- The data shows that organizations remediated a total of over 2 billion vulnerabilities, indicating that enterprises have the resources to address the vulnerabilities that pose the greatest risk. Kenna says that this can be accomplished by implementing remediation strategies that prioritize resources to tackle all of the 544 million high risk vulnerabilities first, only moving on to the 2.9 billion lower risk vulnerabilities afterward.
- About one-third of all the published CVEs are ever seen in a live environment and, of those, only 5 percent have known exploits against them.
- About one-third -- 32.3% -- of vulnerabilities are remediated within 30 days of discovery. Half of all vulnerabilities aren’t patched within 90 days.
- Of the ten largest software vendors, three were responsible for 70 percent of open vulnerabilities. And one of those, Oracle, was responsible for one-third -- Java and Acrobat top the list of unpatched products. Microsoft eats the largest slice of the vulnerability pie in
2018, but has only a tiny sliver before 2015. It's hard to see anything other than Oracle among CVEs from 2012 to 2014, but that predominance lessens over time. Adobe seems to borrow a page from both, expanding and then contracting over the last year.
- One in four open vulnerabilities -- 25.7% -- within enterprise systems was identified and entered into the National Vulnerability Database before 2015.
Jay Jacobs, data scientist at Cyentia Institute, noted: "Kenna's data demonstrates a much brighter picture for enterprise security. Despite the seemingly countless number of vulnerabilities that every company faces, data-driven security can help organizations effectively manage cyber risk and improve security.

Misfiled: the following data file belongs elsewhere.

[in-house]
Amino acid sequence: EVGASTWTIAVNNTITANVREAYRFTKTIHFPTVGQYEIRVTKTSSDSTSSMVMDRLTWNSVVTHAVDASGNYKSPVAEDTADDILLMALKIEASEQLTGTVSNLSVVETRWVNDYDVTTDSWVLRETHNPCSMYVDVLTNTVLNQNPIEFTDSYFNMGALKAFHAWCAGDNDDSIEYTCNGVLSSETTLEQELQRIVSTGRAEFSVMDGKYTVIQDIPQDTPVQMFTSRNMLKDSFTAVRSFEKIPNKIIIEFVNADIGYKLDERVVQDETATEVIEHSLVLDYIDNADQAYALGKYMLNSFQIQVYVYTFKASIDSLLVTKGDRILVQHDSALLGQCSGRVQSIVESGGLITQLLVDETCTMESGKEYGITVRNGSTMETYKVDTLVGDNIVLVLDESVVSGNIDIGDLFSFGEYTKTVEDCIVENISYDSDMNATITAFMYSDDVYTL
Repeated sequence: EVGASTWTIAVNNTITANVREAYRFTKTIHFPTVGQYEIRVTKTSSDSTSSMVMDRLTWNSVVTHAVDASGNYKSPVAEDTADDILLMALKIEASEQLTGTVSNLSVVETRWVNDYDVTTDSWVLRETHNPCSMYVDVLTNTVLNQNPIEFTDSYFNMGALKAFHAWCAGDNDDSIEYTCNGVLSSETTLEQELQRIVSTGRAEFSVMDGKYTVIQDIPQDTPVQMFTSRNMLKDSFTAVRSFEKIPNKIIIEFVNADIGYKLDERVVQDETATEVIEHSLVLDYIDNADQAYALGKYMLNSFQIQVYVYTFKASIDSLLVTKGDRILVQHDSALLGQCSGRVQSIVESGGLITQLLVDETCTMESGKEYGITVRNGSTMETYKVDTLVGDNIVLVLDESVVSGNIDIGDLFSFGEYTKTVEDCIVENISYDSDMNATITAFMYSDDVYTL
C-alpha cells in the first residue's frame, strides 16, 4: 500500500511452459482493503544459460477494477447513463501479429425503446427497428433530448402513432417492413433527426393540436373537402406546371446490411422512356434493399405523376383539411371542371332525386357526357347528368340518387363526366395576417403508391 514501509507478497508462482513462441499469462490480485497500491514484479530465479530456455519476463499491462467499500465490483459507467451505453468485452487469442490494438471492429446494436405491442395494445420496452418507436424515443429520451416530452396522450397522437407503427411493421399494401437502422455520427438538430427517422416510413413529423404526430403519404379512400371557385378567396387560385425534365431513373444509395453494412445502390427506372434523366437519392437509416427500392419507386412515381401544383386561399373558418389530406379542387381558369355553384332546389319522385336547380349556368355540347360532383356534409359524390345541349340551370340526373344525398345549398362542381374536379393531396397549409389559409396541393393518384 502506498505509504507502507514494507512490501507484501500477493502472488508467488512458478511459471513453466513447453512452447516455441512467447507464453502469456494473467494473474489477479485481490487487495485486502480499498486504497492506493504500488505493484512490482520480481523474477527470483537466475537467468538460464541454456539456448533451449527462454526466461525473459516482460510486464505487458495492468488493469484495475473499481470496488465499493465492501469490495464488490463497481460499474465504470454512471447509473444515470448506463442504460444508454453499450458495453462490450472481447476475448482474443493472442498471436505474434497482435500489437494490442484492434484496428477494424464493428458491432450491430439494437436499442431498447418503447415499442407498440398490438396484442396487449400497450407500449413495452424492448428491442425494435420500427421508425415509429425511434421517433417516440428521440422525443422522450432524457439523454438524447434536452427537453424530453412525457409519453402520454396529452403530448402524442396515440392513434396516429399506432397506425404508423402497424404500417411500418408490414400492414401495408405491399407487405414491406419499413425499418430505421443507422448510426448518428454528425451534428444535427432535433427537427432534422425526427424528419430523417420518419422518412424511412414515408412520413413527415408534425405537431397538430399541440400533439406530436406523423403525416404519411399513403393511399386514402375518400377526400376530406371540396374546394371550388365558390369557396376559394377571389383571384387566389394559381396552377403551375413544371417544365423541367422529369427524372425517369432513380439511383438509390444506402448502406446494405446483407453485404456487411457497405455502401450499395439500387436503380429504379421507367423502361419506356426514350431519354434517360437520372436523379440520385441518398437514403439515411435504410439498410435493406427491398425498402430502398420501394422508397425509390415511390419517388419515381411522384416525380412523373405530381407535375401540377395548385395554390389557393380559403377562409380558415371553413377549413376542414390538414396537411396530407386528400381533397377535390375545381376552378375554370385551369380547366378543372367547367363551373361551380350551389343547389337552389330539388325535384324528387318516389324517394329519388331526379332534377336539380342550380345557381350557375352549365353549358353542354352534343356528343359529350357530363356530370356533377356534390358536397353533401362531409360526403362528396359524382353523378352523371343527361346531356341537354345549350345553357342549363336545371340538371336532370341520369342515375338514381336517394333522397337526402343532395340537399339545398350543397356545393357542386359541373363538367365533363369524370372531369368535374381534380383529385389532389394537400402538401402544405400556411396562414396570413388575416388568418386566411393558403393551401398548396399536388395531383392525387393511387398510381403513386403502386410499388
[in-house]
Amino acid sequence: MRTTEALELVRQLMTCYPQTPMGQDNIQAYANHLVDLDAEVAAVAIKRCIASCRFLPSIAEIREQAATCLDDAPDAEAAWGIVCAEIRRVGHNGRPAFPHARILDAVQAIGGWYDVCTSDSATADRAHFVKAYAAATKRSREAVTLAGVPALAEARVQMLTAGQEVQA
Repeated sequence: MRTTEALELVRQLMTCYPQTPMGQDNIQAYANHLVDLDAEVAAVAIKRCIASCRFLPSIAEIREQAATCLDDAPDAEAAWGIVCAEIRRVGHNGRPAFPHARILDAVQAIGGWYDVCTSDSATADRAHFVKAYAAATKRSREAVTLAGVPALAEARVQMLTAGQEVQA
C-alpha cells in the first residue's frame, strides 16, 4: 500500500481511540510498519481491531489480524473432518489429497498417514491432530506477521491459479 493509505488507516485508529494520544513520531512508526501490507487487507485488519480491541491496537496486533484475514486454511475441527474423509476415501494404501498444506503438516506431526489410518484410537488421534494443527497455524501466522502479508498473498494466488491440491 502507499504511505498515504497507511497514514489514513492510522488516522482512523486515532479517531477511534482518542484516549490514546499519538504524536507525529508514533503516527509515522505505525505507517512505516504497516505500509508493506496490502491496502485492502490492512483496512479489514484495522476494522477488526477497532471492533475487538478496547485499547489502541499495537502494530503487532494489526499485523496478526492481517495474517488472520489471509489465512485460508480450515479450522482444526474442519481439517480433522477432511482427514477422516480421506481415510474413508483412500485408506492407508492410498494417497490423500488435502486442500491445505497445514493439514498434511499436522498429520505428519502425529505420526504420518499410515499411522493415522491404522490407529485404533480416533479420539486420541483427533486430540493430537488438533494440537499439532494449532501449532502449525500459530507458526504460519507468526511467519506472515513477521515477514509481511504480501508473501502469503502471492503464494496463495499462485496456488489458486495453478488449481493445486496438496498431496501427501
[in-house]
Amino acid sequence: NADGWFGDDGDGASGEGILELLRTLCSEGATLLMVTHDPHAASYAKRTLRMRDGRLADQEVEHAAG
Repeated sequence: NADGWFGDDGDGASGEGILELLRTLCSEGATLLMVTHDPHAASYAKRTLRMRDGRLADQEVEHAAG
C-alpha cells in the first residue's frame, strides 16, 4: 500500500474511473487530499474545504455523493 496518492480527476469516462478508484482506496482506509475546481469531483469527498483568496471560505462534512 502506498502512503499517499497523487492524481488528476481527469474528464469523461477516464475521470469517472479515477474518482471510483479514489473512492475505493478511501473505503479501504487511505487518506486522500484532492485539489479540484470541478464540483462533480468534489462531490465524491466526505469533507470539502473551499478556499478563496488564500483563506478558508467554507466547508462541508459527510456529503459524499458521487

Ed Bellis, co-founder and CTO at Kenna Security, wrote in an email to Security Now:
Kenna Security analyzed the entire database of CVEs and the threats to those CVEs in the 2018 report. This 2nd edition analyzes the CVE's (vulnerabilities) being observed in our customers environments, so these vulnerabilities actually exist in those enterprises. They are not just theoretical or definitions of vulnerabilities.
Bellis added: "We recommend that all five percent be prioritized and patched first. An enterprise could further prioritize how those CVEs are remediated based on a range of threat and business factors. For example, the criticality of the systems they reside on, if the vulnerability is being actively used by hackers in the wild, whether the exploit is able to be executed remotely, if the exploit lives in production code, etc."
On trying to determine which of the vulnerabilities should be patched by an enterprise Bellis noted that "the data set is focused on "likelihood," meaning targets of opportunity and not targeted attacks. An organization should conduct threat modeling of their business to determine the latter, but all organizations need to protect themselves from targets of opportunity."
Kenna is taking a contrarian approach to the usual "patch everything" advice. The research suggests patching what affects your enterprise first, and then do the other stuff when you get to it.
— Larry Loeb has written for many of the last century's major "dead tree" computer magazines, having been, among other things, a consulting editor for BYTE magazine and senior editor for the launch of WebWeek.